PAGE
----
- Introduction to Socio-legal Studies
This course takes up two fundamental questions in socio-legal studies: How does law shape society? And conversely, how does society shape the meaning of law? This course takes an interdisciplinary approach to answer these questions and explores the social processes through which law, legal institutions, and culture are co-constituted. Building on theories and experiences from both the Global North and South, students will consider the relationship between law, power, and culture. Together, we will ask: What assumptions are embedded in law about personhood, land, and cultural difference? How do these assumptions shape the practice of law and social control? What challenges arise when groups attempt to wield law as an instrument of social change? Students will reflect on these questions in their own lives, and learn to apply the conceptual and methodological tools of socio-legal analysis to the study of disputing and social conflict.
At the end of this course, students should be able to:
Compare different perspectives regarding the relation between law, culture and society.
Explain and illustrate the role of law in culturally constructing personhood, territory, and culture.
Analyze the relationship between legal pluralism and social control through observation and linguistic analysis of disputes
Critically assess the challenges of mobilizing law for social transformation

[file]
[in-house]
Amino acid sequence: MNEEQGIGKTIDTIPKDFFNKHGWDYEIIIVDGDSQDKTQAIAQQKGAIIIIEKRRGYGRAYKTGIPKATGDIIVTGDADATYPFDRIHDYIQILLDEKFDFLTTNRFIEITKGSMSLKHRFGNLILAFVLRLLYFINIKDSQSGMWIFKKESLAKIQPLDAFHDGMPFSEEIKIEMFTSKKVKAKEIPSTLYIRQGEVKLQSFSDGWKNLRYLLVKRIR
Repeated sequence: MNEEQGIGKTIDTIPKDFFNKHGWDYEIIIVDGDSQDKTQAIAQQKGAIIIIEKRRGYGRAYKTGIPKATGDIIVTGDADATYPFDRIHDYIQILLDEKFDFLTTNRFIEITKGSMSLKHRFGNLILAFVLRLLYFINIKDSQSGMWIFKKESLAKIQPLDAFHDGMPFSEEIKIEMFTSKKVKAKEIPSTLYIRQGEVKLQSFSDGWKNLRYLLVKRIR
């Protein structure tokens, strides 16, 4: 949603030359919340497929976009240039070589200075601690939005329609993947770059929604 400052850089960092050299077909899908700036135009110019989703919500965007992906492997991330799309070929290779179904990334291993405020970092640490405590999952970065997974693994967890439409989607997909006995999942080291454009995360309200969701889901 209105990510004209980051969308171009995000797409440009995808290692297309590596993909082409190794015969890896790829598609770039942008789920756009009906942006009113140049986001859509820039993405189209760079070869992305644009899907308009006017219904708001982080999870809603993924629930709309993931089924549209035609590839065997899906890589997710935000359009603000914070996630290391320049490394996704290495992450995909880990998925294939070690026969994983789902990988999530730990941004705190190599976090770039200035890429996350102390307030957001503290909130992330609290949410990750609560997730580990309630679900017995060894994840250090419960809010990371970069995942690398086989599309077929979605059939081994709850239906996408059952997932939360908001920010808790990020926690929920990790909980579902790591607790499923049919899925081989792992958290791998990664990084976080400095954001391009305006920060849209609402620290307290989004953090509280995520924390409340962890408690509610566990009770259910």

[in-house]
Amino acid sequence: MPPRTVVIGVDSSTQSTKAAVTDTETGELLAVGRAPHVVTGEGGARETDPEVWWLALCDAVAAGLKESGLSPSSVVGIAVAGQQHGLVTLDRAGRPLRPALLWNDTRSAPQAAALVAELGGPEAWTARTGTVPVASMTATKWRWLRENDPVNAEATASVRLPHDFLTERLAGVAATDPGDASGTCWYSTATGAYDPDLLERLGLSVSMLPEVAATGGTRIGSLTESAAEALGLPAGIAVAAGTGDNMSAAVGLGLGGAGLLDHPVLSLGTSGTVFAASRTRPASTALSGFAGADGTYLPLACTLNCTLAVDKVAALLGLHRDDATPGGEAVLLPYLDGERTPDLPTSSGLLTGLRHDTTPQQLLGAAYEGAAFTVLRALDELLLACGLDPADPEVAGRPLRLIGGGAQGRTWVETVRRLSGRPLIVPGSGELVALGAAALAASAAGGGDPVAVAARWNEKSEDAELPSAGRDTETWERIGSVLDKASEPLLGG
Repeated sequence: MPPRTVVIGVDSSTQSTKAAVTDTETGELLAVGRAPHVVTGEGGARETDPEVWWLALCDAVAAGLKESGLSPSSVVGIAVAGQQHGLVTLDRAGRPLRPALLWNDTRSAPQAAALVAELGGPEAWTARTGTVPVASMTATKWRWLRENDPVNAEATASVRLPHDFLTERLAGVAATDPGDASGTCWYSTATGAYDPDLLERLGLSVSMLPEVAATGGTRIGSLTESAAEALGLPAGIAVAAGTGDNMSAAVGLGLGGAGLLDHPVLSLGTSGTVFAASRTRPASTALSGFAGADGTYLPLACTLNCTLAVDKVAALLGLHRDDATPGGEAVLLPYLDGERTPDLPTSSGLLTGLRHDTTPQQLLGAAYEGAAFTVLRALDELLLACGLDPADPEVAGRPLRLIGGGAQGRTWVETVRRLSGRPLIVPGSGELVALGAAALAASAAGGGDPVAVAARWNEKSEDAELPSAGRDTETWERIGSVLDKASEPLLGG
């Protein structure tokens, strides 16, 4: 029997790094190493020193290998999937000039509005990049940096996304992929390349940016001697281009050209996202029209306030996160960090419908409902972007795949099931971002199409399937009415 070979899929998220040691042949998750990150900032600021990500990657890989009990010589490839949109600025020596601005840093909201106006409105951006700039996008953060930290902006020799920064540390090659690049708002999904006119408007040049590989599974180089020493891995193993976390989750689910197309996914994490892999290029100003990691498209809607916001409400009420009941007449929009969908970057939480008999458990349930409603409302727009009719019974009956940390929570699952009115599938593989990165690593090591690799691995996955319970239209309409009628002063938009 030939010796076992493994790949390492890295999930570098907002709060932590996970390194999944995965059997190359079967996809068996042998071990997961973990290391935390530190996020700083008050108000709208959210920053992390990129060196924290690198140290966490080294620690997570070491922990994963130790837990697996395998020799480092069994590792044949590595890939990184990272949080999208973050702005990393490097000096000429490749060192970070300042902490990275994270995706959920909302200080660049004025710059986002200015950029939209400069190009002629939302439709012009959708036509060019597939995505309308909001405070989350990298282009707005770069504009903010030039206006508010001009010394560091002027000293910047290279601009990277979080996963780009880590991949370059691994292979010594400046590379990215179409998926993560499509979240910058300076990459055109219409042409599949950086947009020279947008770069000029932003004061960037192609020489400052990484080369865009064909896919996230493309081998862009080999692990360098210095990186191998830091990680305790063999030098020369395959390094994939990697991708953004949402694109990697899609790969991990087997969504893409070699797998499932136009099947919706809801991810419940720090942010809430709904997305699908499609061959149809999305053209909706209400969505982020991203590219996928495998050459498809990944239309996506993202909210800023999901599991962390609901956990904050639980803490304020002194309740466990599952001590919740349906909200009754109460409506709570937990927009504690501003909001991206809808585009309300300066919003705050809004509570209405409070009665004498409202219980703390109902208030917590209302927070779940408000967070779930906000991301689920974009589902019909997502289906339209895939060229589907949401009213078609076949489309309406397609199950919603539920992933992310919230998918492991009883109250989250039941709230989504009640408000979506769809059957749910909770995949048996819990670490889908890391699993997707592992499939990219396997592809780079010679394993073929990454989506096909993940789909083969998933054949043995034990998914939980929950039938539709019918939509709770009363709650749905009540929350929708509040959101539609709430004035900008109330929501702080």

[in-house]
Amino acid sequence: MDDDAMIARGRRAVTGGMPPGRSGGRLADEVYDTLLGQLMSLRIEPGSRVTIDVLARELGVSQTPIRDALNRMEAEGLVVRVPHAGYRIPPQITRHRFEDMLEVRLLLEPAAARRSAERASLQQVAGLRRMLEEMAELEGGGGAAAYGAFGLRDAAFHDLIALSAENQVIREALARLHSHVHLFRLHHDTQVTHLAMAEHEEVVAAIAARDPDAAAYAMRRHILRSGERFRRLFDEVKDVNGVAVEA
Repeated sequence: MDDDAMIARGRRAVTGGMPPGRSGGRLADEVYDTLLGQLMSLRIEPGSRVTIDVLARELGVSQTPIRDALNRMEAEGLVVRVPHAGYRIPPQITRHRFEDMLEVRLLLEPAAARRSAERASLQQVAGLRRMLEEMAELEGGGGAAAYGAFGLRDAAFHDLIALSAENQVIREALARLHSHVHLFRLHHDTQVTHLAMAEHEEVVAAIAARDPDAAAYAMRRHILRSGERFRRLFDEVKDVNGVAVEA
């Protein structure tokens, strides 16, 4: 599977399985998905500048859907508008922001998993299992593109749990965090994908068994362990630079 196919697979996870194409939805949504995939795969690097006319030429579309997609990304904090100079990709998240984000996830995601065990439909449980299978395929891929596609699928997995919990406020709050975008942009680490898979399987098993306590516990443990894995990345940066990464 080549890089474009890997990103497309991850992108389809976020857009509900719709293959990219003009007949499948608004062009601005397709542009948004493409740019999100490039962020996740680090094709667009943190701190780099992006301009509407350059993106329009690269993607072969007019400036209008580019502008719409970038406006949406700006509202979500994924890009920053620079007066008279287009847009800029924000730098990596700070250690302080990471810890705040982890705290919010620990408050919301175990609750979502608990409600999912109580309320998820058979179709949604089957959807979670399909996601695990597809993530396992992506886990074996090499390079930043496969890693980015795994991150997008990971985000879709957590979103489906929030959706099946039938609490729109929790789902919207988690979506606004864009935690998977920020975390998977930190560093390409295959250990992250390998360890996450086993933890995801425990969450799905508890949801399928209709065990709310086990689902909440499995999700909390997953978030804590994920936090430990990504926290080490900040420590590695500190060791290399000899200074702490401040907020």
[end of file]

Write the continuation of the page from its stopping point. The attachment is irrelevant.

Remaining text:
Evaluate qualitative and ethnographic methodologies for legal research
Students will gain the following practical skills from taking this course:
Oral presentation skills
Debating skills (participating, organizing, chairing)
Academic paper writing skills
Timetables for courses offered at Leiden University College in 2020-2021 will be published on this page of the e-Prospectus.
Mode of instruction
The course uses a variety of teaching methods, including (interactive) lecturing, student presentations, web postings, class discussion and debate. Teaching materials include readings as well as video and film clips.
Attendance and participation 10%
Reading Presentation 10%
Weekly reading posts 15%
Paper 1 — Reflective Analysis 20%
Paper 2 — Analysis of a Dispute 20%
Review of Ethnographic Monograph 25%
In accordance with article 4.8 of the Course and Examination Regulations (OER), within 30 days after the publication of grades, the instructor will provide students the opportunity to inspect their exams/coursework.
There is a no re-sit policy at Leiden University College.
The required and recommended reading will be listed in the course syllabus and will be made available on Brightspace.
Courses offered at Leiden University College (LUC) are usually only open to LUC students and LUC exchange students. Leiden University students who participate in one of the university’s Honours tracks or programmes may register for one LUC course, if availability permits. Registration is coordinated by the Education Coordinator, email@example.com.
Dr. Matthew Canfield, firstname.lastname@example.org